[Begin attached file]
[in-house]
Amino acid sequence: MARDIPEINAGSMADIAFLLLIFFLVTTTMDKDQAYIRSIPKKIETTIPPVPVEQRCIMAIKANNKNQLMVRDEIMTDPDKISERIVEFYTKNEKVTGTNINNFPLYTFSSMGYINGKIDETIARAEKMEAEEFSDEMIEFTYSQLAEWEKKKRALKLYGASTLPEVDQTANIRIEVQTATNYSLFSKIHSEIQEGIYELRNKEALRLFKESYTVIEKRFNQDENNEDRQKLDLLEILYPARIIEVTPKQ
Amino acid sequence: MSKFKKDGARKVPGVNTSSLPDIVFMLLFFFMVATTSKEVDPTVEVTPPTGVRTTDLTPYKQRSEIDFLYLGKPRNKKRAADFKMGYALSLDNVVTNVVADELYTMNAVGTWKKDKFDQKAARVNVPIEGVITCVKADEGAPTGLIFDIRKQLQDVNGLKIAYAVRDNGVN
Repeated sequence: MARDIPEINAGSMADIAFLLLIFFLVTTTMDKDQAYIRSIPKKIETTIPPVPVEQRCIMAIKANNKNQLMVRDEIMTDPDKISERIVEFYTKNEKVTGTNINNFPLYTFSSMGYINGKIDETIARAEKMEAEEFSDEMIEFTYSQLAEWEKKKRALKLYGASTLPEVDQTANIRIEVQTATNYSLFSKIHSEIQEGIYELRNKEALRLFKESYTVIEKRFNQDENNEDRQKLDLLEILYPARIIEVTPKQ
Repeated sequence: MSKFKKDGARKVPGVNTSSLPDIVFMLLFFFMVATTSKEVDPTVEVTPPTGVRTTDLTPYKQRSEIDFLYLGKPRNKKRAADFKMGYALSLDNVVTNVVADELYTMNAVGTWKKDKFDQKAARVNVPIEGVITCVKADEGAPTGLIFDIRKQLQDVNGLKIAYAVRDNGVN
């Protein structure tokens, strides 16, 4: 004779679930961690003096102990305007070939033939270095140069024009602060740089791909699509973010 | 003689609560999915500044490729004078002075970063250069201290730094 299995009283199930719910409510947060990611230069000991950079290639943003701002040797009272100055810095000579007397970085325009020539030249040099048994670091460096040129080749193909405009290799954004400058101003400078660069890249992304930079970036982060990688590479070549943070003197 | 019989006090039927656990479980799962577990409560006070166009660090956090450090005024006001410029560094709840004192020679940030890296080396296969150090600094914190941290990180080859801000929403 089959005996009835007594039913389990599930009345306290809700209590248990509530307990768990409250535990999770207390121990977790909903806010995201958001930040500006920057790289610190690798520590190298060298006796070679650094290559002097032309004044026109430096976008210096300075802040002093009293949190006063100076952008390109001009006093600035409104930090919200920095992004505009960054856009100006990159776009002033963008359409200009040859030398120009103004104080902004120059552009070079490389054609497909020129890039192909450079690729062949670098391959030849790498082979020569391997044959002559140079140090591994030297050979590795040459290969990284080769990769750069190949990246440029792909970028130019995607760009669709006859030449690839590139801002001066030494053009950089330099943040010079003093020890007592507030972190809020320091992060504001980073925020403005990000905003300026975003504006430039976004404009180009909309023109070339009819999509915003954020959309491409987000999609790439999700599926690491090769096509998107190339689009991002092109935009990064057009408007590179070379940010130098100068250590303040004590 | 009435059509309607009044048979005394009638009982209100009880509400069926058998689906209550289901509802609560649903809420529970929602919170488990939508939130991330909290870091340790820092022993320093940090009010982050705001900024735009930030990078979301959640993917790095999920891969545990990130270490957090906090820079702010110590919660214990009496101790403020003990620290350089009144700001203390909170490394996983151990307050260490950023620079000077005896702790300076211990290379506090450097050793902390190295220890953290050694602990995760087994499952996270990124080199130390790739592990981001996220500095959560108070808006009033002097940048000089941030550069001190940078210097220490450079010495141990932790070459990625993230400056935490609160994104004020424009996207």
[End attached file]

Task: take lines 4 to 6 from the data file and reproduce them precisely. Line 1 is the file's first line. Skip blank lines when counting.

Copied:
Repeated sequence: MARDIPEINAGSMADIAFLLLIFFLVTTTMDKDQAYIRSIPKKIETTIPPVPVEQRCIMAIKANNKNQLMVRDEIMTDPDKISERIVEFYTKNEKVTGTNINNFPLYTFSSMGYINGKIDETIARAEKMEAEEFSDEMIEFTYSQLAEWEKKKRALKLYGASTLPEVDQTANIRIEVQTATNYSLFSKIHSEIQEGIYELRNKEALRLFKESYTVIEKRFNQDENNEDRQKLDLLEILYPARIIEVTPKQ
Repeated sequence: MSKFKKDGARKVPGVNTSSLPDIVFMLLFFFMVATTSKEVDPTVEVTPPTGVRTTDLTPYKQRSEIDFLYLGKPRNKKRAADFKMGYALSLDNVVTNVVADELYTMNAVGTWKKDKFDQKAARVNVPIEGVITCVKADEGAPTGLIFDIRKQLQDVNGLKIAYAVRDNGVN
């Protein structure tokens, strides 16, 4: 004779679930961690003096102990305007070939033939270095140069024009602060740089791909699509973010 | 003689609560999915500044490729004078002075970063250069201290730094 299995009283199930719910409510947060990611230069000991950079290639943003701002040797009272100055810095000579007397970085325009020539030249040099048994670091460096040129080749193909405009290799954004400058101003400078660069890249992304930079970036982060990688590479070549943070003197 | 019989006090039927656990479980799962577990409560006070166009660090956090450090005024006001410029560094709840004192020679940030890296080396296969150090600094914190941290990180080859801000929403 089959005996009835007594039913389990599930009345306290809700209590248990509530307990768990409250535990999770207390121990977790909903806010995201958001930040500006920057790289610190690798520590190298060298006796070679650094290559002097032309004044026109430096976008210096300075802040002093009293949190006063100076952008390109001009006093600035409104930090919200920095992004505009960054856009100006990159776009002033963008359409200009040859030398120009103004104080902004120059552009070079490389054609497909020129890039192909450079690729062949670098391959030849790498082979020569391997044959002559140079140090591994030297050979590795040459290969990284080769990769750069190949990246440029792909970028130019995607760009669709006859030449690839590139801002001066030494053009950089330099943040010079003093020890007592507030972190809020320091992060504001980073925020403005990000905003300026975003504006430039976004404009180009909309023109070339009819999509915003954020959309491409987000999609790439999700599926690491090769096509998107190339689009991002092109935009990064057009408007590179070379940010130098100068250590303040004590 | 009435059509309607009044048979005394009638009982209100009880509400069926058998689906209550289901509802609560649903809420529970929602919170488990939508939130991330909290870091340790820092022993320093940090009010982050705001900024735009930030990078979301959640993917790095999920891969545990990130270490957090906090820079702010110590919660214990009496101790403020003990620290350089009144700001203390909170490394996983151990307050260490950023620079000077005896702790300076211990290379506090450097050793902390190295220890953290050694602990995760087994499952996270990124080199130390790739592990981001996220500095959560108070808006009033002097940048000089941030550069001190940078210097220490450079010495141990932790070459990625993230400056935490609160994104004020424009996207």